I don’t want all my blogging to be about the world of foreclosures but I thought I would share some of our experiences as well as the process of the foreclosures and evictions we handle. First of all, most people have long vacated their homes prior to us showing up at their door. Fannie Mae’s attorney contacts the local sheriff to meet us at the properties to perform the eviction. The sheriff’s primary function is to perform the eviction and to protect everyone involved in the process. Usually it’s vacant and we just secure the property, change the locks and move forward with clean up, repairs and marketing the property. Now on those occasions when someone is at home when we show up to evict it becomes very interesting and sometimes pretty sad. As I said in my earlier blog, this part of the process is not much fun. Some evictions are surprising to the one that answers the door because they are tenants, not the owner. All the foreclosure warning letters are going to the owner and not the tenant. After making their rent payments as expected, the tenants are the ones that are now asked to leave. I think we are handling those situations much better now than we had before. Several months ago we started posting a “Knowing your options” letter on the door of the property several days prior to eviction. This letter from Fannie Mae acknowledged that the person living at the subject property may not be the owner and we were alerting them of their options prior to the eviction. Fannie Mae has actually been pretty gracious to these tenants in some cases allowing them to rent from Fannie Mae for a few months until they found another home in lieu of eviction. They also have an option to receive compensation of at least $500 if they vacate the property voluntarily and clean it up before they vacate. At least the program gave them enough money for deposits on their next home if they chose to take advantage of it.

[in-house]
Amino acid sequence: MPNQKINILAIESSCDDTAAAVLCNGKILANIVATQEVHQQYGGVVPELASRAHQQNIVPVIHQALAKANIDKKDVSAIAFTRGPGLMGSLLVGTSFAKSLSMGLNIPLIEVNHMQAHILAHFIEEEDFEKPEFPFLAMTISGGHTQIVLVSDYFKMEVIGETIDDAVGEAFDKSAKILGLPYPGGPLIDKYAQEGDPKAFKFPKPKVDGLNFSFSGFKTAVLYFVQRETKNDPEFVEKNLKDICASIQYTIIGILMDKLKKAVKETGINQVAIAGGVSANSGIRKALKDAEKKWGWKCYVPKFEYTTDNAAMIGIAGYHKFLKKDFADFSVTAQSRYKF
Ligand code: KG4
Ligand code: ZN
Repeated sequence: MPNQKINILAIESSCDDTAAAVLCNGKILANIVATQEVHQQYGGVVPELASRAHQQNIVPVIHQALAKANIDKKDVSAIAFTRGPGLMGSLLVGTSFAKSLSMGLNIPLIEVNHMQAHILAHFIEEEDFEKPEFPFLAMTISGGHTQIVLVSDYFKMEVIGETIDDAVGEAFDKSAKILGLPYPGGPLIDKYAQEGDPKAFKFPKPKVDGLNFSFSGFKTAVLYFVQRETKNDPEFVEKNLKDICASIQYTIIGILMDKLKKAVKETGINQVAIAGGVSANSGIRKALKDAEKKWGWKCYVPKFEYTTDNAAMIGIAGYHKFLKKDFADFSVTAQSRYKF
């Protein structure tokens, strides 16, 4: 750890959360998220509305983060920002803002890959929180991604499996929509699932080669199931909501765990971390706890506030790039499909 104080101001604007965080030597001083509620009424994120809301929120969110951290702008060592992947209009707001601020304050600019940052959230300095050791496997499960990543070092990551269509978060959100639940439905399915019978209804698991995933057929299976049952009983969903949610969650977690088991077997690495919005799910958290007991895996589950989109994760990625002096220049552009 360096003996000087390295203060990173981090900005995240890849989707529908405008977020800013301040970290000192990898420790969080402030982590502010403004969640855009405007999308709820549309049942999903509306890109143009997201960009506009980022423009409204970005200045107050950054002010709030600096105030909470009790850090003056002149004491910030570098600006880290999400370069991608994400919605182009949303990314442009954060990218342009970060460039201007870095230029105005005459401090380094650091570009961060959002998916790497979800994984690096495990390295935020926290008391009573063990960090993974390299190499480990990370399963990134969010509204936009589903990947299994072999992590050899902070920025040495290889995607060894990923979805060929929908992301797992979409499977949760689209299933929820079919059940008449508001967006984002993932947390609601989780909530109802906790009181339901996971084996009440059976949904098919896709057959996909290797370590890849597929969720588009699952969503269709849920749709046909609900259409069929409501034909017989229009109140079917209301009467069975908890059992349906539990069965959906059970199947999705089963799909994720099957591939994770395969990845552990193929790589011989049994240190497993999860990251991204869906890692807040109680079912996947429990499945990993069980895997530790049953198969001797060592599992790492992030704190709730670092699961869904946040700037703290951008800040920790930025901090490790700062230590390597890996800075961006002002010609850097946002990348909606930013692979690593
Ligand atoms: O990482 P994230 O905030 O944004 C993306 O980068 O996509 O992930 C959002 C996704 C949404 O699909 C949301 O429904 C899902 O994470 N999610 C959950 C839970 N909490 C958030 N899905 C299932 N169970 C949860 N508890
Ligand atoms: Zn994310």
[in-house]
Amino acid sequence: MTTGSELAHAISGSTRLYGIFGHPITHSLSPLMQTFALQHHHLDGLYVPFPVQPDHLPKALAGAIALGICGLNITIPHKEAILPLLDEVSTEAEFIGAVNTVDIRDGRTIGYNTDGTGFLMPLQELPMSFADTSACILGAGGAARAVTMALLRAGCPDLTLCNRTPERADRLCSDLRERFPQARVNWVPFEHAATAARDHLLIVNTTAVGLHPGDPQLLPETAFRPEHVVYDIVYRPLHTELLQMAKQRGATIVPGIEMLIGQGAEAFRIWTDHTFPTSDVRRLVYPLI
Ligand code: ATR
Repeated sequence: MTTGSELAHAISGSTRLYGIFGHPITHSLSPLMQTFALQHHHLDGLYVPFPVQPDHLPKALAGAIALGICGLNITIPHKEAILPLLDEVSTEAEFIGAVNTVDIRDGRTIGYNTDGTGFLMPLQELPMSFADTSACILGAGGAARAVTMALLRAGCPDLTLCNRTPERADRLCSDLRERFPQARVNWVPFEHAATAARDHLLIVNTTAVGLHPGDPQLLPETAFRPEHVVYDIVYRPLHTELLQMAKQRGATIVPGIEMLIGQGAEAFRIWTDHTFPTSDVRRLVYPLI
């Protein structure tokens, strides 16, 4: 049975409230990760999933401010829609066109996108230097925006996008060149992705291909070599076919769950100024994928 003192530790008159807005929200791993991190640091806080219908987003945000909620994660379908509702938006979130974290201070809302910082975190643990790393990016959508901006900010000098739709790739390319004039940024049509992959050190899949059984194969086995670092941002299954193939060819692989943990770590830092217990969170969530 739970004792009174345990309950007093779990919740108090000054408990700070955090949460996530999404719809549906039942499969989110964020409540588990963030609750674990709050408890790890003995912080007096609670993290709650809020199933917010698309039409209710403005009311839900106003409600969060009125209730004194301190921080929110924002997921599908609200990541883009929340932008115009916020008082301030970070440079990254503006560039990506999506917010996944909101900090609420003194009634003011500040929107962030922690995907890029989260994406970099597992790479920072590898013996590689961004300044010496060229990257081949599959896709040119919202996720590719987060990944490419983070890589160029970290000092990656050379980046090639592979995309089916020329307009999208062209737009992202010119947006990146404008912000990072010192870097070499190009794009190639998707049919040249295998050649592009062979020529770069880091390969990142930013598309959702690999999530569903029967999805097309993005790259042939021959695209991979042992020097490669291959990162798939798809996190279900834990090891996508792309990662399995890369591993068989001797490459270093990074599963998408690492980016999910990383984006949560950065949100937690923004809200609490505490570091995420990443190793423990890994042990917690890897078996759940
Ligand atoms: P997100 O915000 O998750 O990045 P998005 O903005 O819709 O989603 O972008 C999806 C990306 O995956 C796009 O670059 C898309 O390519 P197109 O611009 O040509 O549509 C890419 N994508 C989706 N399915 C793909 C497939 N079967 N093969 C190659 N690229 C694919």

On the day of eviction the owner/tenant is given a time of around 30 minutes to gather up what ever they need to get through a day or two. They then have 10 days to line up a time with me or Jerri to come back to the home to unlock the doors so they can get the rest their belongings. Most of these evictions are filled with tears and sadness, some more than others. I once showed up for an eviction of a home on 12th street in Winston Salem. There we found a young girl in her early twenties, nine months pregnant and a 4 year old little girl … no car….no way to go anywhere. This young girl was a tenant and was paying her rent payments through a section 8 program (guaranteed money to the owner of the property) but it turns out the owner was not making his mortgage payment. After we explained what was about to happen to the young lady she began to sob uncontrollably with the 4 year old rubbing her shoulder trying to tell her that everything was going to be alright. It was more than I could handle at that moment so I had the locksmith finish up changing the locks and I told the sheriff he could go on to his next appointment. This was against protocol but there was no way I was being a part of putting this young pregnant girl and her 4 year old on the street. I called Jerri and told her what was going on and she contacted our rep at Fannie Mae. I put the young lady and her daughter in to my car and took her to her section 8 counciler’s office and told her to hang out there until I had a chance to get an answer from Fannie Mae. Upon hearing the situation Fannie Mae immediately let this young girl move back in to her house for 90 days, rent free, allowing her to have her baby and then find a new place to stay. So the next time you hear or read something about the “big bad Fannie Mae” I hope you will remember this young girl and know that there are some very reasonable people with big hearts at Fannie Mae. Not all of our experiences are sad so next week I’ll write about some of the more amusing foreclosure situations we’ve run in to. Have a great day!